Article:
### Table 1. Rules for constructing the Markov model from empirical action and observation uncertainties.

2003

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### Table 2. Correlation Statistics for Simulated Versus Observed O3 Empirical Orthogonal Functionsa

"... In PAGE 7: ... [22] We correlate the simulated and observed EOFs to evaluate how well the models capture the spatiotemporal patterns of O3 variability. Correlation statistics are given in Table2 ; a slope of unity accompanied by a high coefficient of determination (r2) signals a good match. The slope reveals whether the model exhibits any bias in its represen- tation of the underlying processes, whereas the r2 gives the amount of variance in the observationally derived EOFs that is captured by the model.... In PAGE 7: ... This approach avoids introducing the model bias from the simulated EOFs into this evaluation. The corresponding statistics are shown in Table2 . MAQSIP reproduces the variability in the Figure 3b.... In PAGE 8: ...Table2... In PAGE 8: ...nd their associated time series (PC). PC comparisons are for the modeled and observed data projected onto the EOFs derived from observations. The reduced major axis method is used to calculate slopes of regression lines (lines of organic correlation) [Hirsch and Gilroy, 1984]. Table2 summarizes the ability of the MAQSIP and GEOS-CHEM models to reproduce the three principal EOFs (east-west, midwest-northeast, and southeast) in the O3 observations over the eastern United States in summer 1995 averaged over the corresponding model grids. ACH 10 - 8... ..."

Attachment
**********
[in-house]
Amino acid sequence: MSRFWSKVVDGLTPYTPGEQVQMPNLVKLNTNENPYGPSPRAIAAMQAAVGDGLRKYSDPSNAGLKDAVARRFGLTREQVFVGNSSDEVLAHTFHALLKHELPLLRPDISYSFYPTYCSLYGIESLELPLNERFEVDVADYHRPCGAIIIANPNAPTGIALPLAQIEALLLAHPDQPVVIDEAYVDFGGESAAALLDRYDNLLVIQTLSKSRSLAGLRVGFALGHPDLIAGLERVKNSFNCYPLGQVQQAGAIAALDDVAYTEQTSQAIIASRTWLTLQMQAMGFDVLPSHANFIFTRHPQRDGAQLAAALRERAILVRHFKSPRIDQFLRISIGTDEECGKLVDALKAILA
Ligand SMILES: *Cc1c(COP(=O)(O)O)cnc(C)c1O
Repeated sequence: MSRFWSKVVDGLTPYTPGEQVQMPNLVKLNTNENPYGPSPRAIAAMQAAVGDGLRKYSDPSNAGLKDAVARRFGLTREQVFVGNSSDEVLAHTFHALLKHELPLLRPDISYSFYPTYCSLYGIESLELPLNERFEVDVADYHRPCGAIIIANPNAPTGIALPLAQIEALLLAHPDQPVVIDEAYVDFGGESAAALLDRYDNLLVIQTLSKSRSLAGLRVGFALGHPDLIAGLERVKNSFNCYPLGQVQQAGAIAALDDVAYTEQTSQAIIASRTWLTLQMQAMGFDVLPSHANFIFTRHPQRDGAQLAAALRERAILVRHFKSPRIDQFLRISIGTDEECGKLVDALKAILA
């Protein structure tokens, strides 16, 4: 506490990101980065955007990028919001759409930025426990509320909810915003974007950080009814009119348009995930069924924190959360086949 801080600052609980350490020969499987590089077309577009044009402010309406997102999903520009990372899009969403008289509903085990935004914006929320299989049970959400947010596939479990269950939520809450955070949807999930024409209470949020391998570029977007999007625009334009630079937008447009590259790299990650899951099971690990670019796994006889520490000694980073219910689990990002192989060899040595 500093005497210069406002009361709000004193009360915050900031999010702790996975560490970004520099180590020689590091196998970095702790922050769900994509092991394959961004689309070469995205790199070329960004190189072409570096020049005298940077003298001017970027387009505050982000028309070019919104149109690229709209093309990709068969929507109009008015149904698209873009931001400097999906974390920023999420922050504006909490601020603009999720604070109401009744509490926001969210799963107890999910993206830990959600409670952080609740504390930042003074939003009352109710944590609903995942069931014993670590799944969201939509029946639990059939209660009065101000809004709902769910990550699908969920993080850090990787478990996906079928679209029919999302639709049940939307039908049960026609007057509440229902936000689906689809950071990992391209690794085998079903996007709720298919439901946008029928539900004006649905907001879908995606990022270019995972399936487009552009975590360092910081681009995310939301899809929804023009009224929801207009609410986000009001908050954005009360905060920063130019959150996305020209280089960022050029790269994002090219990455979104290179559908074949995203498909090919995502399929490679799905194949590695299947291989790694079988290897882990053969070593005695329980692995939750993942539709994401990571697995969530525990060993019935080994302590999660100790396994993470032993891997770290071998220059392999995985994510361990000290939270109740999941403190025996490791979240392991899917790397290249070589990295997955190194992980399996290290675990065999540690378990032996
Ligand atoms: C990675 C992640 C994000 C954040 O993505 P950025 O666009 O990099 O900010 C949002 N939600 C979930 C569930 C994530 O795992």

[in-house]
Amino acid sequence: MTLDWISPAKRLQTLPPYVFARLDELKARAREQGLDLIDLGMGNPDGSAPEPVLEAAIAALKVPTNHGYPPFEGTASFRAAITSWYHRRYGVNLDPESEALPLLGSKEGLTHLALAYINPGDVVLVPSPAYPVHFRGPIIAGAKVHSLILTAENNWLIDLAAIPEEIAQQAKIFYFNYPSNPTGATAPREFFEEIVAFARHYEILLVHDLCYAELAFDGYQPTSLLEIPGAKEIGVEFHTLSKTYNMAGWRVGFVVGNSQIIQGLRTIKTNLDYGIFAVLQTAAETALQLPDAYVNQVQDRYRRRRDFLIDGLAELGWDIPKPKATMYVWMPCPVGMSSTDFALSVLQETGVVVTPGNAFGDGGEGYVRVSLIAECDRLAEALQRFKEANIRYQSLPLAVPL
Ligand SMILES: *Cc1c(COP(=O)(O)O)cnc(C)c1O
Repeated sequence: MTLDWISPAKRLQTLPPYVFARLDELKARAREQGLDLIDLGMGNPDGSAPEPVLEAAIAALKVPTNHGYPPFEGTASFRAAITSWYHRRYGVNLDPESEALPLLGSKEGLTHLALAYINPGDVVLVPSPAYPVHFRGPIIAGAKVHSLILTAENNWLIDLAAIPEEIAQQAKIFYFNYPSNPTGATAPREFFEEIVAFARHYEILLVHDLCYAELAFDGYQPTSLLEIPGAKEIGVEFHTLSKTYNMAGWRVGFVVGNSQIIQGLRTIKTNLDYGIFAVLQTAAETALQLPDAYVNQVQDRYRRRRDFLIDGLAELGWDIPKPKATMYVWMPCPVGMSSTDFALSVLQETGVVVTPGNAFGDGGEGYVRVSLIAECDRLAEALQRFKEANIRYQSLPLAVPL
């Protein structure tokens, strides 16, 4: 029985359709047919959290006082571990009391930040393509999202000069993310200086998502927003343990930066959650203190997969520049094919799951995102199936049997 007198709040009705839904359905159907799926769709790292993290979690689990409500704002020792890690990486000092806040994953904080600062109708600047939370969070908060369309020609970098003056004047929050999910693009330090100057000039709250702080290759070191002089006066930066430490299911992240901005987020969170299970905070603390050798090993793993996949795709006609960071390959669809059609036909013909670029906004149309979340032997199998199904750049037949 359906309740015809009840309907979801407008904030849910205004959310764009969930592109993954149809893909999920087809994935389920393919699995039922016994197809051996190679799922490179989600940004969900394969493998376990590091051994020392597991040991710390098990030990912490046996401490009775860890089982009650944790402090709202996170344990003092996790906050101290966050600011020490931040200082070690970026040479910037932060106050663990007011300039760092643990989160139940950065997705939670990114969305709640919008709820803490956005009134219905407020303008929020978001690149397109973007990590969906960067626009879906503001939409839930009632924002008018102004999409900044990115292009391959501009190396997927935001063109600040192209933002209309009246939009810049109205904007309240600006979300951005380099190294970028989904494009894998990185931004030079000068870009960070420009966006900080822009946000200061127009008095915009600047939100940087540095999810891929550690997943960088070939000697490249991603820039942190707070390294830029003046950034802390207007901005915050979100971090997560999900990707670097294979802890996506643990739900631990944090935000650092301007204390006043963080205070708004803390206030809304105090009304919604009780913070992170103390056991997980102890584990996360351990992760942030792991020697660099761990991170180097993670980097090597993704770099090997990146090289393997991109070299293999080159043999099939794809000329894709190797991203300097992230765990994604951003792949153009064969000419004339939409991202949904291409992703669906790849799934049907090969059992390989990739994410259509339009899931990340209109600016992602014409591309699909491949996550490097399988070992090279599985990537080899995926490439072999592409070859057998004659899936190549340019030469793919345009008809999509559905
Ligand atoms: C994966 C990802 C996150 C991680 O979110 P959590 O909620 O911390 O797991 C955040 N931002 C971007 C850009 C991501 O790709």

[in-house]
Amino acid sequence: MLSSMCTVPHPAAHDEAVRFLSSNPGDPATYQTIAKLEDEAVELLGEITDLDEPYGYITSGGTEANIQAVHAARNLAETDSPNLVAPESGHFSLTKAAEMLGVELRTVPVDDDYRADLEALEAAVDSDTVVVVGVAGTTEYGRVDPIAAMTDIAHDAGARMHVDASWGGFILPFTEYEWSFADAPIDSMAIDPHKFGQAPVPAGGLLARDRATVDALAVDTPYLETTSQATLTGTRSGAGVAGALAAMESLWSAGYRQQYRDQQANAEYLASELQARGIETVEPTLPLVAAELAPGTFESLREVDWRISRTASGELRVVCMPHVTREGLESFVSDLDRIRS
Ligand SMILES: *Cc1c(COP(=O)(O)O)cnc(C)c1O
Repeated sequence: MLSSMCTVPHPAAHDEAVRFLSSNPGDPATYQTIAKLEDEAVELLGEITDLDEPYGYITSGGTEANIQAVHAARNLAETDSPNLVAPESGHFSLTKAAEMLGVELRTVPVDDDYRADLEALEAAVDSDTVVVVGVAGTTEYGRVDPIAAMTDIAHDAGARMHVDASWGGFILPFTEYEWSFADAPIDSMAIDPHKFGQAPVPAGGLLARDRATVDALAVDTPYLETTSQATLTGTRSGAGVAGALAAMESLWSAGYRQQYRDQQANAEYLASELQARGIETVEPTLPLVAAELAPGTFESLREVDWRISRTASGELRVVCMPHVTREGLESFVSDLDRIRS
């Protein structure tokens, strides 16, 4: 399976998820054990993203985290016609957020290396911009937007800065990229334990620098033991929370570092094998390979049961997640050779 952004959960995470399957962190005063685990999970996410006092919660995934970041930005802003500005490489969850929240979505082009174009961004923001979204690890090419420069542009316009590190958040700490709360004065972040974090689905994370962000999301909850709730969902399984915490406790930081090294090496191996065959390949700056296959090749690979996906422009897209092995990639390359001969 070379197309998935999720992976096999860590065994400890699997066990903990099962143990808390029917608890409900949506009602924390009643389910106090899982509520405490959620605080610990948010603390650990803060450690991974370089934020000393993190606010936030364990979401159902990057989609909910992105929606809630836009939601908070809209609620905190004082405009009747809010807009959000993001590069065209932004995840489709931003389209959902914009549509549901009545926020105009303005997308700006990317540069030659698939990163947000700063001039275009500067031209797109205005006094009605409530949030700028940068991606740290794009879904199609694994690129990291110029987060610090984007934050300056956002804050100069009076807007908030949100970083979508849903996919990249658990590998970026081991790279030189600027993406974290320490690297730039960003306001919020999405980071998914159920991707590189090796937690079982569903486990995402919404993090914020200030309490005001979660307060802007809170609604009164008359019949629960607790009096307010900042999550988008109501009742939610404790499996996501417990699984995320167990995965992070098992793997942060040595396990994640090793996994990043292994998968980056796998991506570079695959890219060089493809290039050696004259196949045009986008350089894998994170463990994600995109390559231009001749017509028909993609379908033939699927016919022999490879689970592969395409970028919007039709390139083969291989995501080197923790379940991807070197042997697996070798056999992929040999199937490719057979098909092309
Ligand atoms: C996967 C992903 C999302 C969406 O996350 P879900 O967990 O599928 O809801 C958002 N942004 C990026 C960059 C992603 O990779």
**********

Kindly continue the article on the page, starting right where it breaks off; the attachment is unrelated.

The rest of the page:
Cited by 3

### Table 6.1-1 Empirical models of sulfur removal for observations where removal equalled or exceeded 80%

1978

### Table 2 Empirical Genomewide P Values for Markers with Observed Nonparametric Peak LOD Scores 11.0

"... In PAGE 7: ... [2001] present a similar analysis for eczema). Table2 also illustrates the utility of calculating anal- ysis- and data-specific thresholds when evaluating ge- nomewide significance levels. For example, at threshold 1.... ..."